To members of the American Wine Society, Jeff is a humorous speaker and knowledgeable presenter. He loves wine, bourbon and writing. He says that he writes “Common sense articles about wine, written to help you understand what’s available and what it tastes like, as well as tips and advice about buying and drinking wine. My goal? Offer the information, and let you make the decision. The blog is about the process of wine, not me telling you what to drink.” You can sign up for his newsletter at www.winecurmudgeon.com

  1. The 2021 Cheap Wine of the Year, the MAN chenin blanc.
  2. The French Chateau Campuget rose, a wine I had mostly taken for granted — but no longer: This vintage is step up from the usual fine effort, with more structure and an almost savory finish.
  3. The Italian Masciarelli rose, made with the montelpuciano grape: It’s “a revelation. … difficult to believe that it doesn’t cost $18 and have a too cute label.”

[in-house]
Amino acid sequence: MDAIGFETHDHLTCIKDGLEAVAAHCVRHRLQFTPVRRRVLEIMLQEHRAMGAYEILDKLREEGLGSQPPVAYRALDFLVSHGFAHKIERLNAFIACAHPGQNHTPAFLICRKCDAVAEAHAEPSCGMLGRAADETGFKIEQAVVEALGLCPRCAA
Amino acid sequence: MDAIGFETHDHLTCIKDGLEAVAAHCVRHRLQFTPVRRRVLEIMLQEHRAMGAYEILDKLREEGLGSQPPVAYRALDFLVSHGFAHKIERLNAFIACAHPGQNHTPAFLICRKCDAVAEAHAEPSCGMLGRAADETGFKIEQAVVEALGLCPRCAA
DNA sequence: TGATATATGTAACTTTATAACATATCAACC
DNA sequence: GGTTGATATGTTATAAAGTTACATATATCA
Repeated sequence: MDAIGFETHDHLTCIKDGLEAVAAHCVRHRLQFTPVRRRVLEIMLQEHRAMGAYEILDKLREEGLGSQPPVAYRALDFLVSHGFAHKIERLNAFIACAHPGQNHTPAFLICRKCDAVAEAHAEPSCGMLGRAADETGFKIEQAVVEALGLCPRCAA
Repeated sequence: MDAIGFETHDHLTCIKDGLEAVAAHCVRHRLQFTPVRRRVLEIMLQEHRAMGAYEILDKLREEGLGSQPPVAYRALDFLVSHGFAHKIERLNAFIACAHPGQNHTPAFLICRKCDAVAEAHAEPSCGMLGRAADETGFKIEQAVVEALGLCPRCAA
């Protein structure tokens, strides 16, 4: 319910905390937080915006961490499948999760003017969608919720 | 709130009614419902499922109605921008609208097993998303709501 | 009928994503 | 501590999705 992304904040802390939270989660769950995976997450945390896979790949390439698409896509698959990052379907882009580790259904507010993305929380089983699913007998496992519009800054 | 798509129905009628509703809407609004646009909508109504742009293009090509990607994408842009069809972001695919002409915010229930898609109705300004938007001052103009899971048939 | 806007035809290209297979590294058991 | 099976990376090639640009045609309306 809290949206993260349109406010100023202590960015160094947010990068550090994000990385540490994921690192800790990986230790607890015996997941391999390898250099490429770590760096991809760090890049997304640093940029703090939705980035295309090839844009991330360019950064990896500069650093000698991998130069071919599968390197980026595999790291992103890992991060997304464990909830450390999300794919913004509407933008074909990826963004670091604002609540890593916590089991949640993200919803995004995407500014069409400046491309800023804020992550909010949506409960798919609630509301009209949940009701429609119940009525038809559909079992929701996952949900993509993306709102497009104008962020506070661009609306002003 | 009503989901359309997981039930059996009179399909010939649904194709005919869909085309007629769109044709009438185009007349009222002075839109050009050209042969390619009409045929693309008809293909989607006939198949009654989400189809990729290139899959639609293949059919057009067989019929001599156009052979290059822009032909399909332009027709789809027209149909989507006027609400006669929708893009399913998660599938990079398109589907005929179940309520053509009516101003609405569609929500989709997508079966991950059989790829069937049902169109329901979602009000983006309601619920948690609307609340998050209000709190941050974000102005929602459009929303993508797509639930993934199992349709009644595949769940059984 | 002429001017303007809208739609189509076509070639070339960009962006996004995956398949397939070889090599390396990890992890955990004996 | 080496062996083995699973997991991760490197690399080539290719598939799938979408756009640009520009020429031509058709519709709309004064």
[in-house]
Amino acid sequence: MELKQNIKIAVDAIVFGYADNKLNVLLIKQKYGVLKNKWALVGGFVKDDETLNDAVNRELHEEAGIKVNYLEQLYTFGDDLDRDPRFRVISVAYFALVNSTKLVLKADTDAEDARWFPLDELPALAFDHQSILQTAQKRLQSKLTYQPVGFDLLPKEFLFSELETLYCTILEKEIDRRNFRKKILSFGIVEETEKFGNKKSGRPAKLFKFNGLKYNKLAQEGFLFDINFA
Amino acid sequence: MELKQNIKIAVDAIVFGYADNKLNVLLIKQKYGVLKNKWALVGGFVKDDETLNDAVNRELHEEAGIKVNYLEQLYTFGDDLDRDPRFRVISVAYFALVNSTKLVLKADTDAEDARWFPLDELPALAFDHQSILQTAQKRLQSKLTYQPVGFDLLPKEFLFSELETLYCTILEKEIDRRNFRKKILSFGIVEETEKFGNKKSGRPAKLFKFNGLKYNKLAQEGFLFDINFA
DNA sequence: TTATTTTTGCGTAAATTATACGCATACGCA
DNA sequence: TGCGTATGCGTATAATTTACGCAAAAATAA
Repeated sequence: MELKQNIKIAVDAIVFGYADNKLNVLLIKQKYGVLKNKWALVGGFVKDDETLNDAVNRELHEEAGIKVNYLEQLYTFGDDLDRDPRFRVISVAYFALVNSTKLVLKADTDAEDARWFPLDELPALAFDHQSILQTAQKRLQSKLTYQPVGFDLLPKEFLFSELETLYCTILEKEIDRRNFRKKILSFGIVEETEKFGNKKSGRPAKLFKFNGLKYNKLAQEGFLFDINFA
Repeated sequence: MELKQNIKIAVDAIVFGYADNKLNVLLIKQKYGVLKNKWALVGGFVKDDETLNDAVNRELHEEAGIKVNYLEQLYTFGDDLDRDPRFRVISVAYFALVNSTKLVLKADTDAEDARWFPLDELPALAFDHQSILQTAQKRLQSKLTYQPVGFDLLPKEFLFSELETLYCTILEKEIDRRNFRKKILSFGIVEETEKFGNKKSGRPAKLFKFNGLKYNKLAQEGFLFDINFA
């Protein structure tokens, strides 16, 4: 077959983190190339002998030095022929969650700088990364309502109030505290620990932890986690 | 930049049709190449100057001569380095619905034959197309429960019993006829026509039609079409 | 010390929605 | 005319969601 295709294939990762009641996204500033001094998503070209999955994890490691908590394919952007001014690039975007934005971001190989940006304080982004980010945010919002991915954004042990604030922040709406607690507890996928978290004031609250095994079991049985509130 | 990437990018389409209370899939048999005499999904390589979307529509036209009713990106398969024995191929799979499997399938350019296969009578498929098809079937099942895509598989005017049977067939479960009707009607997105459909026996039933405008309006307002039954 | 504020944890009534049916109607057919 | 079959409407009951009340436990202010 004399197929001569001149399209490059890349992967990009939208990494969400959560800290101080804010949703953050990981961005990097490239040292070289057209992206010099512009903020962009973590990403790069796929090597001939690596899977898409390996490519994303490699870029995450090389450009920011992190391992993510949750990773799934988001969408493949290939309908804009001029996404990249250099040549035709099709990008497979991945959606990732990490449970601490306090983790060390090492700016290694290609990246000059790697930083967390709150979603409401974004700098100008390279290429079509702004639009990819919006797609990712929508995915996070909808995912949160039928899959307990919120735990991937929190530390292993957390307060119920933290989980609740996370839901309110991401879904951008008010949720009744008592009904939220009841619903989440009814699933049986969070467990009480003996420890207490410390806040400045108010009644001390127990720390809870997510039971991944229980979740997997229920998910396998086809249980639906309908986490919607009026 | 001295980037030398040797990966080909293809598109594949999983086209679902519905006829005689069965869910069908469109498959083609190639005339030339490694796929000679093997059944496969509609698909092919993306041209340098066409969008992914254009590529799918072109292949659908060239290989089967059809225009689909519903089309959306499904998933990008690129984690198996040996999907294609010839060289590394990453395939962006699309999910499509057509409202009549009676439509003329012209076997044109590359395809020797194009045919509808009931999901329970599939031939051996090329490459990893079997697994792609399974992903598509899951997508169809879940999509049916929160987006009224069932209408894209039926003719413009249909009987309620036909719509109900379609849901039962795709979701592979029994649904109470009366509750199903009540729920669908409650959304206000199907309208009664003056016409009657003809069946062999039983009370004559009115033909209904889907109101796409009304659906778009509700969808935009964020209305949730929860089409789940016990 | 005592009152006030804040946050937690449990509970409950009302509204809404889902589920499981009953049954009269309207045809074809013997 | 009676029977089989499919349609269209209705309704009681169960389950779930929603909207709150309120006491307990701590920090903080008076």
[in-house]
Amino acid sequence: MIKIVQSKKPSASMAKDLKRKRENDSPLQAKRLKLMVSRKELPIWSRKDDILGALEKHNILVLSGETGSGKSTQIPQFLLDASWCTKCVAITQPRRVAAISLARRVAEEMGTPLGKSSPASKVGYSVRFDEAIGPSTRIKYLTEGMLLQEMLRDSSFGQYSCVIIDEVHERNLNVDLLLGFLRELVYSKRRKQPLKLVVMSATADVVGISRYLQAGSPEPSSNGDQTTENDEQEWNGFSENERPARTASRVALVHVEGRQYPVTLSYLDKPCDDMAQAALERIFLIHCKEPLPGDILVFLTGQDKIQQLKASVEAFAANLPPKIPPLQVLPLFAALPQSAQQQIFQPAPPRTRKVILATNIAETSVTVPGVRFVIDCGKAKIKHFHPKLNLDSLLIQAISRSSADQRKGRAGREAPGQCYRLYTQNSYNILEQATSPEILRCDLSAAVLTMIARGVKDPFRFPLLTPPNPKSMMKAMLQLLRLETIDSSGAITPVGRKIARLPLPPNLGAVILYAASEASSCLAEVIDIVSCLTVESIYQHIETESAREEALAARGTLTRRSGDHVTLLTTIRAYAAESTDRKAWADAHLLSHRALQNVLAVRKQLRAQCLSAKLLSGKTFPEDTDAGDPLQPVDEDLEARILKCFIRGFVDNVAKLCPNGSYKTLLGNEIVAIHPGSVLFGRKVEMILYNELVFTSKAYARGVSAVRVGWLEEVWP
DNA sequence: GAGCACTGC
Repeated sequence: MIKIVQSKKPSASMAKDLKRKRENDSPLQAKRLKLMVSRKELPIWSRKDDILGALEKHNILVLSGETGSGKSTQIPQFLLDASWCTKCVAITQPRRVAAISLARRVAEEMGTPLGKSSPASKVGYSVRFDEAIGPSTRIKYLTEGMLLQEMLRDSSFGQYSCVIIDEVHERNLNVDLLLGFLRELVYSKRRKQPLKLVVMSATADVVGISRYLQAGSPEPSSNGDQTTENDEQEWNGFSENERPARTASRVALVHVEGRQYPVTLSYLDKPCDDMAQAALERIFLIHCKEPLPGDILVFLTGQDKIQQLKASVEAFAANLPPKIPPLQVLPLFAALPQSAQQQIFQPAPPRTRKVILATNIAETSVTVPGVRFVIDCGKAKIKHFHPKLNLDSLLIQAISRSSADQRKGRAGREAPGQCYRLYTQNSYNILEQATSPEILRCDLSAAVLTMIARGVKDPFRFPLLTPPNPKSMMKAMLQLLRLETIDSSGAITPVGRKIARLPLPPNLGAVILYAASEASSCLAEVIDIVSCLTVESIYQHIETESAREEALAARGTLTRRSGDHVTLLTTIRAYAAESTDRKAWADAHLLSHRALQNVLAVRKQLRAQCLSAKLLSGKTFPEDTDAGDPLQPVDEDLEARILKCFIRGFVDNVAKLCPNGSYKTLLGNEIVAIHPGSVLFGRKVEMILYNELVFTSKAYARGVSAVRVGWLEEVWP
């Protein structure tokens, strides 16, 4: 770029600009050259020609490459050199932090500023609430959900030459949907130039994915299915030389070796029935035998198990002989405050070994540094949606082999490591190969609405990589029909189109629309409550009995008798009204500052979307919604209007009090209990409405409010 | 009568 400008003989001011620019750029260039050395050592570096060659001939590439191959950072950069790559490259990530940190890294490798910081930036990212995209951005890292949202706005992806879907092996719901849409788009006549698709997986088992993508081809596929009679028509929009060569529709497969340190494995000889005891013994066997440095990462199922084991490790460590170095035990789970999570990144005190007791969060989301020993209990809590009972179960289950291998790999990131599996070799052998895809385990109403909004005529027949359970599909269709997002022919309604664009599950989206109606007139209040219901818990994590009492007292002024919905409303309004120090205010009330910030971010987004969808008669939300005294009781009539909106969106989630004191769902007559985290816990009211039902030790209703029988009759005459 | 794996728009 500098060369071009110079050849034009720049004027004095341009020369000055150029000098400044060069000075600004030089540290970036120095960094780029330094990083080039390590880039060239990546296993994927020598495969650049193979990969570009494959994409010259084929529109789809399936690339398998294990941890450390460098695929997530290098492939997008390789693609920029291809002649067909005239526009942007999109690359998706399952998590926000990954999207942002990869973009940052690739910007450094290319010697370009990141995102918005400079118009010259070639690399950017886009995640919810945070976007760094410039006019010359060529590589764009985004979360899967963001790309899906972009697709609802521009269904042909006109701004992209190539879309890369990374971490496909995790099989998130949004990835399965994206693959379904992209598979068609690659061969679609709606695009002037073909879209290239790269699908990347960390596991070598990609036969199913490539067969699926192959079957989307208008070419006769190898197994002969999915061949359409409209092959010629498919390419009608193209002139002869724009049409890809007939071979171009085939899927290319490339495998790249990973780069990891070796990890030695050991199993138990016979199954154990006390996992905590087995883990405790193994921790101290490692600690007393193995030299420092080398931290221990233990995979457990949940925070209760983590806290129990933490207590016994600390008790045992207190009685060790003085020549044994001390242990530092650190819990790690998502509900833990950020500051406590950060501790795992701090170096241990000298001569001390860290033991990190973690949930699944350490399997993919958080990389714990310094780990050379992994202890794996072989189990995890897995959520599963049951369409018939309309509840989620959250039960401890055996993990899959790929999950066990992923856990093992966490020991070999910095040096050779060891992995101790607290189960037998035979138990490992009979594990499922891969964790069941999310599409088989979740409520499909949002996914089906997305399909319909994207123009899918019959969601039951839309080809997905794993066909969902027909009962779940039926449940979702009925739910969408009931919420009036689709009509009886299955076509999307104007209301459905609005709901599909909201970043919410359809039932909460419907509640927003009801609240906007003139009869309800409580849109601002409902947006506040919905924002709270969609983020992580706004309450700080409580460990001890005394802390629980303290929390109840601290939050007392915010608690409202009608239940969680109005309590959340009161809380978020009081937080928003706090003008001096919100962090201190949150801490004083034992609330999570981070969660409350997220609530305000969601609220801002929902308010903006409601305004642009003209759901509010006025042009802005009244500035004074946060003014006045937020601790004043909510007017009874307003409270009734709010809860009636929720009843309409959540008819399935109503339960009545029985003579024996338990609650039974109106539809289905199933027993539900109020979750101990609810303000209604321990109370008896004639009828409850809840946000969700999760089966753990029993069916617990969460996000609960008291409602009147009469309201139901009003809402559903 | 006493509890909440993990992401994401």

4. The Italian Tenuta Carpazo sangiovese. The 2019 — and vintage matters here, too — is “fresh, earthy, and tart all at the same time. How is that possible?”
  5. The 2016 La Valentina Montelpuciano. an Italian red, where whole is greater the sum of its parts.
  6. A vinho verde, the Aveleda Fonte, which is a first for the Hall. But why not? “Perhaps the best vinho verde I’ve ever tasted.”
  7. The Spanish Balnea verdejo: “An almost stunning wine. … somehow layered and almost nuanced – but costing nothing more than a bottle of very ordinary supermarket plonk.”
  8. The French Le Paradou viogner. This white shows viognier at its best — wonderfully fruity, but not sweet or stupid.
  9. An old friend, the Mont Gravet carignan. This French red is one of my all-time favorite cheap wines, and even when it’s not in the Hall, it’s worth buying. The 2018 vintage is “everything a great $10 wine should be – professionally made, varietally correct, and interesting.”

The Hall of Fame 2021 Holdovers